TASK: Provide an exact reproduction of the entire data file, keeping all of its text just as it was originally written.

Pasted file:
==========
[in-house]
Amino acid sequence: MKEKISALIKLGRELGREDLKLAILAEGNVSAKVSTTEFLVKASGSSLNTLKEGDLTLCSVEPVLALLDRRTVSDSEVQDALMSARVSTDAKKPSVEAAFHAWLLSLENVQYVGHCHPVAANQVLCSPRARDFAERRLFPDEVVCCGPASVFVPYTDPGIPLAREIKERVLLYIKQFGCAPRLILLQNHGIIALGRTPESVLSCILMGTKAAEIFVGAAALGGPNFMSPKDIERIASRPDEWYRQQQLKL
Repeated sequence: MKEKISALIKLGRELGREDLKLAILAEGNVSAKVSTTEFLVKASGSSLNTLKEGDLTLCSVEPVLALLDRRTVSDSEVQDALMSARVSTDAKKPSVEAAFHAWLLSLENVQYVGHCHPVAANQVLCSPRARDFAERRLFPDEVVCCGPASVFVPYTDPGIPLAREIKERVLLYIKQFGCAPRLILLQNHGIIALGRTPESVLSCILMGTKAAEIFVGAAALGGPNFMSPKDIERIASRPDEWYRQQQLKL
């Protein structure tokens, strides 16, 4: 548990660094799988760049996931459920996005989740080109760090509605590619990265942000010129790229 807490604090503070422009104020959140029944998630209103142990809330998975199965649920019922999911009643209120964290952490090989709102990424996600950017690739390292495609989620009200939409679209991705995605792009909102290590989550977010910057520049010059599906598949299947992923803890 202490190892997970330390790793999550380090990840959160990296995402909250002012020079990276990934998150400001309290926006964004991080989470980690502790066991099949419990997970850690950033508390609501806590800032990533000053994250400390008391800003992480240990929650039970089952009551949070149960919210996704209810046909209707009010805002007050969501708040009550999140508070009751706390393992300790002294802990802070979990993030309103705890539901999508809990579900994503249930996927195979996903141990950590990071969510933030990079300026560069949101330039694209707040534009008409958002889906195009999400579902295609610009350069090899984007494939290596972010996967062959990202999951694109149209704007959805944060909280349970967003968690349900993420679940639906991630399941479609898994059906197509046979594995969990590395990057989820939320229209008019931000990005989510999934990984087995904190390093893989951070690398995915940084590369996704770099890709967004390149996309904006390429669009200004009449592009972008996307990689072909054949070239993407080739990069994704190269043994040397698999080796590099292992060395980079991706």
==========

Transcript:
[in-house]
Amino acid sequence: MKEKISALIKLGRELGREDLKLAILAEGNVSAKVSTTEFLVKASGSSLNTLKEGDLTLCSVEPVLALLDRRTVSDSEVQDALMSARVSTDAKKPSVEAAFHAWLLSLENVQYVGHCHPVAANQVLCSPRARDFAERRLFPDEVVCCGPASVFVPYTDPGIPLAREIKERVLLYIKQFGCAPRLILLQNHGIIALGRTPESVLSCILMGTKAAEIFVGAAALGGPNFMSPKDIERIASRPDEWYRQQQLKL
Repeated sequence: MKEKISALIKLGRELGREDLKLAILAEGNVSAKVSTTEFLVKASGSSLNTLKEGDLTLCSVEPVLALLDRRTVSDSEVQDALMSARVSTDAKKPSVEAAFHAWLLSLENVQYVGHCHPVAANQVLCSPRARDFAERRLFPDEVVCCGPASVFVPYTDPGIPLAREIKERVLLYIKQFGCAPRLILLQNHGIIALGRTPESVLSCILMGTKAAEIFVGAAALGGPNFMSPKDIERIASRPDEWYRQQQLKL
């Protein structure tokens, strides 16, 4: 548990660094799988760049996931459920996005989740080109760090509605590619990265942000010129790229 807490604090503070422009104020959140029944998630209103142990809330998975199965649920019922999911009643209120964290952490090989709102990424996600950017690739390292495609989620009200939409679209991705995605792009909102290590989550977010910057520049010059599906598949299947992923803890 202490190892997970330390790793999550380090990840959160990296995402909250002012020079990276990934998150400001309290926006964004991080989470980690502790066991099949419990997970850690950033508390609501806590800032990533000053994250400390008391800003992480240990929650039970089952009551949070149960919210996704209810046909209707009010805002007050969501708040009550999140508070009751706390393992300790002294802990802070979990993030309103705890539901999508809990579900994503249930996927195979996903141990950590990071969510933030990079300026560069949101330039694209707040534009008409958002889906195009999400579902295609610009350069090899984007494939290596972010996967062959990202999951694109149209704007959805944060909280349970967003968690349900993420679940639906991630399941479609898994059906197509046979594995969990590395990057989820939320229209008019931000990005989510999934990984087995904190390093893989951070690398995915940084590369996704770099890709967004390149996309904006390429669009200004009449592009972008996307990689072909054949070239993407080739990069994704190269043994040397698999080796590099292992060395980079991706």